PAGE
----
A Sweet Treat from Crete

Material history is often overlooked, and the material history of halakhah is no exception. As new products and technologies become available, they change life dramatically and enable new ways of thinking about the world. Coffee is probably the most famous example of material history shaping intellectual and halakhic history (thanks to Elliot Horowitz’s indispensable case study), but it is one of myriad examples. Consider, for example, the affect that refrigeration had on the study of the laws of salting meat (melichah). What was once common knowledge has become an area of specialization. And so forth.

Here is another example: Some innovative Mediterranean sugar refiners made Pesach a good deal more enjoyable.

Section 48 of the Minhagim of R. Shalom of [Wiener-]Neustadt states that the common custom is to refrain from eating sugar on Pesach, because flour was added to the mixture in the final stage of the refining process. Then, on the last day of one Pesach in Neustadt, a member of the study circle named R. Zanvel brought sugar from Crete that he was certain had no flour in it, so they all partook from the sugar he brought.

I do not know why flour was added during the refinement process, and why that step was skipped in Crete, but this episode takes place in the late-14th or early-15th century, just as the Cretan sugar industry began to flourish, along with other Christian-controlled areas of the Mediterranean Basin.

From J.H. Galloway, “The Mediterranean Sugar Industry”

J.H. Galloway’s article, “The Mediterranean Sugar Industry” (Geographical Review 67:2 [1977], pp. 177-194), offers a fascinating view of the industry in the period after the Black Plague, the decline of certain sugar-producing areas, and the rise of others. Apropos of an episode that took place on Pesach, the article also describes the consolidation of the industry on plantations and the increasing use of slave labor (he mentions Greeks, Bulgarians, Turks, and Tartars) in sugar production – long before the New World entered the picture.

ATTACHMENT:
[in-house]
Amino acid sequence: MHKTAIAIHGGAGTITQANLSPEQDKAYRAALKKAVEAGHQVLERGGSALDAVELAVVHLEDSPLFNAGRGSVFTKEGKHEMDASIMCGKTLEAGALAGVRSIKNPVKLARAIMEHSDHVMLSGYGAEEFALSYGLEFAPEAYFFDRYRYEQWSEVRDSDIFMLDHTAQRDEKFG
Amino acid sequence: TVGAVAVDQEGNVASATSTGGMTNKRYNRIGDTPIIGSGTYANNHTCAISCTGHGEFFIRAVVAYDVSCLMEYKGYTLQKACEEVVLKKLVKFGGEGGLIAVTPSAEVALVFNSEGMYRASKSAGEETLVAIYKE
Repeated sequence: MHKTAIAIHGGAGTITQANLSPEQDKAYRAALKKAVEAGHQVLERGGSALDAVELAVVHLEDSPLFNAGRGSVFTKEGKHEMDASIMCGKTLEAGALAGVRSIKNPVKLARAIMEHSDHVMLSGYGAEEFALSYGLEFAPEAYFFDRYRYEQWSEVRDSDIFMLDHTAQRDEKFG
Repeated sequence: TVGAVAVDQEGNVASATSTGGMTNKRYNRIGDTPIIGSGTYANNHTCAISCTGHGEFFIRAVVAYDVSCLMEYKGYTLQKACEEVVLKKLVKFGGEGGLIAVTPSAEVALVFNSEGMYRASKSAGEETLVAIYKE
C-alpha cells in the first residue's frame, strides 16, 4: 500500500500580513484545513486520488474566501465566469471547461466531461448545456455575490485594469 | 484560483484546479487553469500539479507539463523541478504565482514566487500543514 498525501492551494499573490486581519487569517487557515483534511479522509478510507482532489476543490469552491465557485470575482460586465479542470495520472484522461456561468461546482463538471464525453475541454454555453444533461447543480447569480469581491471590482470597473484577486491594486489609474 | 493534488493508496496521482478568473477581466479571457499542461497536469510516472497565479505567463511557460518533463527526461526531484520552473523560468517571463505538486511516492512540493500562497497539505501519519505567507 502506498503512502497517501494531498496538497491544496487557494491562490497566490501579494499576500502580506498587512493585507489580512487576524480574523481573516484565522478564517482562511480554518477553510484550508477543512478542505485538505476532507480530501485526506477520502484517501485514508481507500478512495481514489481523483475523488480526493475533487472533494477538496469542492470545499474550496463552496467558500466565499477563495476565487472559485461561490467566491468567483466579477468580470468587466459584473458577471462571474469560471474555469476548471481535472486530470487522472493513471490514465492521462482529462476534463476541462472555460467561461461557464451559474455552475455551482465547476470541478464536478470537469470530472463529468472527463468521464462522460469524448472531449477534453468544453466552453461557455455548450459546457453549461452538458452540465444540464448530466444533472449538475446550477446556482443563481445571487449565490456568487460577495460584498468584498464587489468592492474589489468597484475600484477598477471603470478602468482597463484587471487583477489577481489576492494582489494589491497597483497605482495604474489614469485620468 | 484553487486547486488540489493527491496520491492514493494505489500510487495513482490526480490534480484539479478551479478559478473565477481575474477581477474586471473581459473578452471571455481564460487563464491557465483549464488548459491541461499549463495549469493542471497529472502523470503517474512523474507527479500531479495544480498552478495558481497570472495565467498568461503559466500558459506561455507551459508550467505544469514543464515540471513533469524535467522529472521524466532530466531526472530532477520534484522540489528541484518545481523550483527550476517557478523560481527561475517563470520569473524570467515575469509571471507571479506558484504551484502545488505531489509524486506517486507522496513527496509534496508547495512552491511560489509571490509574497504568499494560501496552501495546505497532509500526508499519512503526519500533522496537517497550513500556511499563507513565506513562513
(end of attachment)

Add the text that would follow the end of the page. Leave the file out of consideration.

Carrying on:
Perhaps it is thanks to this R. Zanvel that Ashkenazim no longer refrain from sugar on Pesach. It seems that we dodged a bullet there. There is one other suggestive aspect of this source.

During this period, when Crete was ruled by Venice, it was known by a different name: Candia. In the source mentioned above, the Hebrew place name is קנדי (which, based on the evidence, we feel comfortable identifying as Crete or Heraklion, the island’s largest city). In English sources, too, the island and/or its largest city are known as Candy!

Did the Cretan (Candian) sugar industry and its method of refining without flour give us the with the word “candy”? Alas, no etymological dictionaries make this connection. It was a fun hypothesis, though.

Here is the passage from R. Shalom’s Minhagim:

מנהגי מהר”ש מנוישטט סימן מח
וכן נמי נוהגין שלא לאכול צוקר בפסח כי משימין בתוכה קמח, ואע”פ כשמבשלין הקנים שיש בהם הצוקר מבשלין אותן ד’ או ה’ פעמים שאין משימין בו קמח, מ”מ באחרונה משימין קמח ביורה, ולכן אין אוכלין שום צוקר בפסח. הגה’. שמעתי ממה”ר שלום ז”ל שפעם אחת אכלו הלומדים יחדיו בעיר נוישטט בי”ט האחרון של פסח, ונתן להם הח”ר זנוויל ז”ל צוקר שהביא עמו מעיר קנדי, ואמר שברי לו שאין בתוכו שום חימוץ ואכלוהו עמו

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